Environment Hurt by Oil Sands Boom: Report
CALGARY, Alberta — The rush to develop Canada’s vast oil sands resources has hampered the country’s ability meet commitments to cut greenhouse gas emissions and shortchanged the public purse, an environmental group said in a report issued on Wednesday.
The Pembina Institute, an Alberta-based organization that concentrates on energy, said oil sands projects are Canada’s biggest single contributors to growth in emissions of such gasses as carbon dioxide, which are blamed for global warming.
Developers of such projects, which now produce more than a million barrels a day of crude oil, have cut emissions by 26 percent per barrel over the past decade, the institute said in its 76-page report, “Oil Sands Fever: the Environmental Implications of Canada’s Oil Sands Rush.”
However, the brisk pace of development to meet a huge North American thirst for secure energy supplies has more than overshadowed those gains, it said.
In 2002 — to the scorn of many in the energy industry — Canada ratified its participation in the Kyoto Protocol on climate change, agreeing to cut greenhouse gas emissions by 6 percent below 1990 levels between 2008 and 2012.
However, by 2003, emissions had jumped 24.2 percent over 13 years, according to the United Nations Framework Convention on Climate Change.
More than C$100 billion of investment in new projects and expansions is now aimed at the oil sands, which rival Saudi Arabia’s conventional reserves in size but are more energy-intensive and expensive to develop.
This month alone, such companies as Canadian Natural Resources Ltd., EnCana Corp. and Shell Canada Ltd. have detailed investment plans for northeastern Alberta projects worth more than C$30 billion.
The Pembina Institute, based in Drayton Valley, Alberta, said the immense economic potential touted by the oil industry, government, energy analysts and the media has far overshadowed discussion of the environmental risks.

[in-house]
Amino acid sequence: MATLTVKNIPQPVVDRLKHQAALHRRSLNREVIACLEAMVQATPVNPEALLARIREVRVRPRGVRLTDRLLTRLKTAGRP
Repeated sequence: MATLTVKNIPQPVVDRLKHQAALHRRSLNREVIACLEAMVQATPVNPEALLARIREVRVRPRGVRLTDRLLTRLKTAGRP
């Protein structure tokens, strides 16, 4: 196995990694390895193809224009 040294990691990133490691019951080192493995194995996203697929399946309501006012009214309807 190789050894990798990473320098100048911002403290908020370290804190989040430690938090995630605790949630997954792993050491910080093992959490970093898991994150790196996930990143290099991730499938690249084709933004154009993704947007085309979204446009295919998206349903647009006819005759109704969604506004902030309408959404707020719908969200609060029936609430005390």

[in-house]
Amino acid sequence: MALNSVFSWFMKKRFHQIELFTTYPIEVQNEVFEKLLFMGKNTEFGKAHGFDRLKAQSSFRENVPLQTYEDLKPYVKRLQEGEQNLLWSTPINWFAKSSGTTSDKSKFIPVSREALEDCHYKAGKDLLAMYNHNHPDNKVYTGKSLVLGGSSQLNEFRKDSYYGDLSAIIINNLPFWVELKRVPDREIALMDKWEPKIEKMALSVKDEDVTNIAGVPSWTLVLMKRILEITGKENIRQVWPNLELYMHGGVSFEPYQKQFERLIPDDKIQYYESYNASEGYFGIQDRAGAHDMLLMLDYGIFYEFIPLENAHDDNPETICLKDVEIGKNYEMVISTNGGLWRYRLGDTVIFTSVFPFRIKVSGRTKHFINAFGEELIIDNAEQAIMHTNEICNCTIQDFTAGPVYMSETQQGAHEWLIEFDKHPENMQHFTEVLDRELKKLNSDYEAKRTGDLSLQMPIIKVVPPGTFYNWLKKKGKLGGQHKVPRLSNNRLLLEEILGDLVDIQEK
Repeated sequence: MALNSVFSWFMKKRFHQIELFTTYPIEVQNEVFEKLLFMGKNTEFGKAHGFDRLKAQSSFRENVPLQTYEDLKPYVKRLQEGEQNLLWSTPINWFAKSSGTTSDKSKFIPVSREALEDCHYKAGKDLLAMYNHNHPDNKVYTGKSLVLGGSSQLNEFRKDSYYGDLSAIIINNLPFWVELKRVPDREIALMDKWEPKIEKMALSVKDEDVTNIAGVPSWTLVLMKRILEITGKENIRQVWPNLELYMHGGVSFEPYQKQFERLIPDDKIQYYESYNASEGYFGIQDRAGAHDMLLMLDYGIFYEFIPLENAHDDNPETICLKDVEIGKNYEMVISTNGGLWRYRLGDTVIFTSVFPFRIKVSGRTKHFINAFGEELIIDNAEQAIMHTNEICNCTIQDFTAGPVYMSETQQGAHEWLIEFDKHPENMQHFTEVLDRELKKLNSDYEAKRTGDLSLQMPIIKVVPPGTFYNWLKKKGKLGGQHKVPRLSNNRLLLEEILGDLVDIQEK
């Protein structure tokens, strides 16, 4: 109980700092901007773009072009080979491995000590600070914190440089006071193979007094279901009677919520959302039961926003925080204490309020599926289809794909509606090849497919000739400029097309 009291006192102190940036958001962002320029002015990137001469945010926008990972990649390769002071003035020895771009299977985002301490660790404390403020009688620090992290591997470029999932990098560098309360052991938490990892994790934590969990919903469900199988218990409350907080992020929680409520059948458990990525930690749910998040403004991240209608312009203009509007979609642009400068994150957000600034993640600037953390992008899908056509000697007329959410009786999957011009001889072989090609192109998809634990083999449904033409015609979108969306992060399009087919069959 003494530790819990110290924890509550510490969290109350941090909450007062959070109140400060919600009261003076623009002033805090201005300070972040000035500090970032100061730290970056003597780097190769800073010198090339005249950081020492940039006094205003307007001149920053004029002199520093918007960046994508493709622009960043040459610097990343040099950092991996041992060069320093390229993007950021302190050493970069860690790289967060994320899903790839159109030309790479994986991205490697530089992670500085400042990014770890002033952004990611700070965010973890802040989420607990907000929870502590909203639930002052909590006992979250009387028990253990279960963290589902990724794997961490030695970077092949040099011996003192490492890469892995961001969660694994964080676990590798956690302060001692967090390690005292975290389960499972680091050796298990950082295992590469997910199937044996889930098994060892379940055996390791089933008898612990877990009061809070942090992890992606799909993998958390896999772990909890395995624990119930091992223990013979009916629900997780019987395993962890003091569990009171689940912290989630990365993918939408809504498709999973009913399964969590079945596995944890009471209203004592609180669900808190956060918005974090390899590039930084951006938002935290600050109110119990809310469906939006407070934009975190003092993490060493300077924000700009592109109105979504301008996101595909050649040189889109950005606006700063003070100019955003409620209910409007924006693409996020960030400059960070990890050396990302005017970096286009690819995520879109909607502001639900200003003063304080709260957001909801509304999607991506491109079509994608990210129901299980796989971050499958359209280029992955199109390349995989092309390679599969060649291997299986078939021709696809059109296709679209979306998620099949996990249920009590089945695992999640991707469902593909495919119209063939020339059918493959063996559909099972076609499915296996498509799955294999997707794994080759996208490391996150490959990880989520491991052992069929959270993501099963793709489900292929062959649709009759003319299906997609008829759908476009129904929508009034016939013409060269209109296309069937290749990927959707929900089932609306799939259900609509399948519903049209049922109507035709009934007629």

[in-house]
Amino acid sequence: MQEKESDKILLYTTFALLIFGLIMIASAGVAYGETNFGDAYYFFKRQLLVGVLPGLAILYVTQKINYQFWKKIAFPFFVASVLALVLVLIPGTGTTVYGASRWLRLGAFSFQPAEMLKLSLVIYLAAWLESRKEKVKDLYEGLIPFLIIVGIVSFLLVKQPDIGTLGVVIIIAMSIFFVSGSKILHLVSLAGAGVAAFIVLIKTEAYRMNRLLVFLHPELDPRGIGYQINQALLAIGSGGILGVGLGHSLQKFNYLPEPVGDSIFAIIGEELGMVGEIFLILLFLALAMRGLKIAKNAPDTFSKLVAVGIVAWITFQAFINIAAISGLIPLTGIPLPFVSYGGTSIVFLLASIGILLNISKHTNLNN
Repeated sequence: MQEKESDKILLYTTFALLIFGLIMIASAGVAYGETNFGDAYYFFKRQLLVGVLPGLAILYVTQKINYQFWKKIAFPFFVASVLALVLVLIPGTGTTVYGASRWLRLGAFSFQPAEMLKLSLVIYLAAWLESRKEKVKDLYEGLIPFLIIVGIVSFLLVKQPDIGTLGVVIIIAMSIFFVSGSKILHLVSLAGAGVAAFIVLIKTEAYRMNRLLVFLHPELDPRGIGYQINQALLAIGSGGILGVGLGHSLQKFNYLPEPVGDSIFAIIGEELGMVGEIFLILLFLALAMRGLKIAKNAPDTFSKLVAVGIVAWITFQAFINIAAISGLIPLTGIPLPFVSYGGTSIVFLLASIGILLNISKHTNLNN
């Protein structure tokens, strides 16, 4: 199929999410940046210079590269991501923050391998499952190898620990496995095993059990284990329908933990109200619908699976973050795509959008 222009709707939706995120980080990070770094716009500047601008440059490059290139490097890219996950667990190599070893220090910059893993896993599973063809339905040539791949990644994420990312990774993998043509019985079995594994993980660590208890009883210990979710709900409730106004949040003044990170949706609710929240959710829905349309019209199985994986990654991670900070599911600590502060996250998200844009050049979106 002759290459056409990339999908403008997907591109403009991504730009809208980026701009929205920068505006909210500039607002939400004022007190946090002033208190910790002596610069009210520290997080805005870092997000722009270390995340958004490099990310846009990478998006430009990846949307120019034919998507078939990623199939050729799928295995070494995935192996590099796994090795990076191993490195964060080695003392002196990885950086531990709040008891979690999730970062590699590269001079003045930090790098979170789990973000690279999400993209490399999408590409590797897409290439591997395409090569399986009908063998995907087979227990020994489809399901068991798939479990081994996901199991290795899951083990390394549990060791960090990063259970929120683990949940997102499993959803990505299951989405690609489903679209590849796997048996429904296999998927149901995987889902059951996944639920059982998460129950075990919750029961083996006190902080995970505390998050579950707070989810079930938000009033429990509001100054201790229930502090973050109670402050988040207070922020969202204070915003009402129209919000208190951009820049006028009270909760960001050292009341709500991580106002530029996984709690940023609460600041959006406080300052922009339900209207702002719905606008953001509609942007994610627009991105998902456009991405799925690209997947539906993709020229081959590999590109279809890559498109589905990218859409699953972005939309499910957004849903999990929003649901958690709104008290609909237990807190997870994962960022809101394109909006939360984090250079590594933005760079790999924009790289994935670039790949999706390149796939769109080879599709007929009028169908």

“Managing the environmental impacts arising from this pace and scale of development is a considerable challenge that must be urgently addressed, particularly in light of the new goal of producing five million barrels per day by 2030,” wrote Marlo Raynolds, the institute’s executive director.
The institute said the federal government should make developers use the best technology available to ensure a meaningful contribution to meeting Canada’s emission-cutting obligations.
It also said Ottawa should require all projects to be carbon-neutral by 2020, through actual reductions and offsets.
The report said the Alberta and federal governments have not been getting an adequate return from oil sands production, pointing to royalty and tax arrangements set up in the mid-1990s to encourage investment.
It said oil market conditions have improved considerably since then, with crude prices recently hovering well over $50 a barrel. New technology, meanwhile, has improved operating costs for oil sands.
“Now outdated, unnecessary and increasingly detrimental, the royalty and tax regimes create a powerful incentive for rapid reinvestment and growth,” the report said.
It urged governments to set timelines for eliminating tax advantages for the oil sector and redirect subsidies and fiscal breaks to energy efficiency technology and renewable energy.